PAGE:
A medium length walk through undulating farmland and the BBC’s Crowsley Park.
Calculated time is computed with the distance, the height difference, and an average speed of 2.2 mph. For an intermediate walker, this time includes small breaks.
(D/A) With your back to the pub, turn right and walk along Blounts Court Road, past the Johnson Matthey Research Centre at Blounts Court on the left, then immediately after Blounts Court Farm, turn left and follow the farm access road round to the rear of the farm buildings. Turn right and follow a gravel track alongside a wooden panel fence, continue along this track for about 0.5km until the track turns left at the bottom of a hill.
(1) Leave the track at this point and turn right along a bridle path until your reach the corner of the field. Turning right leave the bridal path and go through two kissing gates into a wood. Follow the footpath through the wood until the path intersects with another path, turn left on to the other path and follow it uphill. At the top of the hill continue along the footpath until you reach a track (Chiltern Way Extension), turn right and follow the track past a large house called the Old Place.
(2) When you reach the public road turn left and walk a short distance, about 60m, along the road. At the finger post, turn right and leave the road and go through a metal kissing gate, then follow the footpath up a slope into Crowsley Park. After about 300m look out for a waymark post where the path splits. Take the right fork and if you look to your right you should be able to see the tops of three large satellite dishes. Continue walking in the same direction and exit the field via a kissing gate in front of a small oak and a clump of large horse chestnut trees. The path continues on along the side of Crowsley Park House and you then exit via two metal gates onto an access drive that runs in front of the house. Turn left and walk down the drive and exit for Crowsley Park grounds via a metal pedestrian gate on to a public road.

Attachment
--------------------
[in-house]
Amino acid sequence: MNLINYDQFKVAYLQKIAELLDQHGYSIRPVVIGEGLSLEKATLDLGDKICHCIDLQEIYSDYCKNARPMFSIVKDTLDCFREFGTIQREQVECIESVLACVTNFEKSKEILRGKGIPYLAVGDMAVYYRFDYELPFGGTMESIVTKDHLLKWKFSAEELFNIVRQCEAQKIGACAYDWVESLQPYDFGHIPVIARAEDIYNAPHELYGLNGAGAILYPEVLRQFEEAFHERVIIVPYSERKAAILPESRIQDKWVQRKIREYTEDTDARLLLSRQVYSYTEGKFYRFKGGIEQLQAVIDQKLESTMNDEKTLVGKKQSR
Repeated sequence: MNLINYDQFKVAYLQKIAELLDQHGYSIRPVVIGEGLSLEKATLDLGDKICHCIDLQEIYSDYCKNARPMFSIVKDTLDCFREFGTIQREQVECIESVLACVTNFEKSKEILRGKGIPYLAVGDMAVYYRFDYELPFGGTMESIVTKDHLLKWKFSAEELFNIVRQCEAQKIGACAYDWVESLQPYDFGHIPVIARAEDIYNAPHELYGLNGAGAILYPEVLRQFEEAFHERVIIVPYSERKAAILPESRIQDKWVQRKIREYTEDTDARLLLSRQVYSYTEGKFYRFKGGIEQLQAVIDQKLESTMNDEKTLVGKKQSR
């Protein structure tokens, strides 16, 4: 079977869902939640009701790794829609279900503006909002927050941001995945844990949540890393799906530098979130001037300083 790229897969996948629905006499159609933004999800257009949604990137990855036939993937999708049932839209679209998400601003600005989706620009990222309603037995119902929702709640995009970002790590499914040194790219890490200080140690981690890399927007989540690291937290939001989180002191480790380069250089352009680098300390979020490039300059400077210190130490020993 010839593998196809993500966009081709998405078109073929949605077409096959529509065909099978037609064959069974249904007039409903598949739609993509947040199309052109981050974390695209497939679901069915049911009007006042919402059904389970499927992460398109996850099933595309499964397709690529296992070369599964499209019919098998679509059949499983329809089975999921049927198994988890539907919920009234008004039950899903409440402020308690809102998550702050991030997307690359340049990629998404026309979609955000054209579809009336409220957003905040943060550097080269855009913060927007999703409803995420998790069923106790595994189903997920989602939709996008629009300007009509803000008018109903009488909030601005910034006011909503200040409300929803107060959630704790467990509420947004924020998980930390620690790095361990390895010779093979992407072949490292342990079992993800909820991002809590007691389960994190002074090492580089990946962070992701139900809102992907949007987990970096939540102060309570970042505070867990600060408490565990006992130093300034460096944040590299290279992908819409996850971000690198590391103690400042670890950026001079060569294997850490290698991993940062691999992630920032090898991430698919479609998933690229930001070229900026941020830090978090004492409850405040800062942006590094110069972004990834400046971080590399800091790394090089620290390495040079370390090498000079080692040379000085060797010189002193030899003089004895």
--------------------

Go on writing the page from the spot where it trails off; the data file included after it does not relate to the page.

(3) Turn left and walk a short distance before turning right into a small lane signposted to Crowsley. Continue on walking through the hamlet of Crowsley until you reach Frieze Cottage, turn left and take the footpath that runs along the side of the cottage. Walk past a brick and timber framed cottage in a large garden then enter a field via a kissing gate, then through another kissing gate and continue along the same path until in emerges on to a minor road.
(4) Turn right and walk up to a junction with a major road (B481); the Bird and Hand pub is on the corner. Cross over the main road and walk through a gap in the hedge opposite onto Sonning Common Millennium Green. Turn right immediately and follow the footpath that runs along the edge of the Green. After about 750m exit the Green onto a pavement that runs along the main road into Sonning Common.
(5) Continue along the main road past Blackmore Lane, at the next crossroads, turn right into Widmore Lane and walk up the hill taking time to stop and take a look at the Widmore Pond and its information board on the right hand side of the road. On the opposite side of the road there are some steps up a bank that lead back to the Butchers Arms pub.(D/A)
D/A : km 0 - alt. 96m - The Butchers Arms
1 : km 0.99 - alt. 70m - Bridle path
2 : km 2.75 - alt. 66m - Public road
3 : km 3.97 - alt. 80m - Sonning Common Road
4 : km 5.4 - alt. 83m - Minor road
5 : km 6.42 - alt. 91m - Peppard Road
D/A : km 7.31 - alt. 96m - The Butchers Arms
Visorando and this author cannot be held responsible in the case of accidents or problems occuring on this walk.
Crowsley Park is owned by the BBC and is the site of a BBC Receiving Station that provided radio signals for the BBC Monitoring Station at Caversham Park before it closed in 2018. Although the BBC Monitoring Services have moved to London, the BBC still requires the receiving station and it has recently received planning permission to install more smaller satellite dishes on site. Crowsley Park House is a Grade II Listed building located within Crowsley Park and is a private residence. An interesting footnote for Sherlock Holmes fans; in the 19th Century a previous owner of Crowsley Park was one Henry Baskerville, whose family had an association with fierce dogs. It appears this was the inspiration for The Hound of Baskervilles. It you look at the main gate as you leave you will notice a stone dog mounted on top of each gate pillar.
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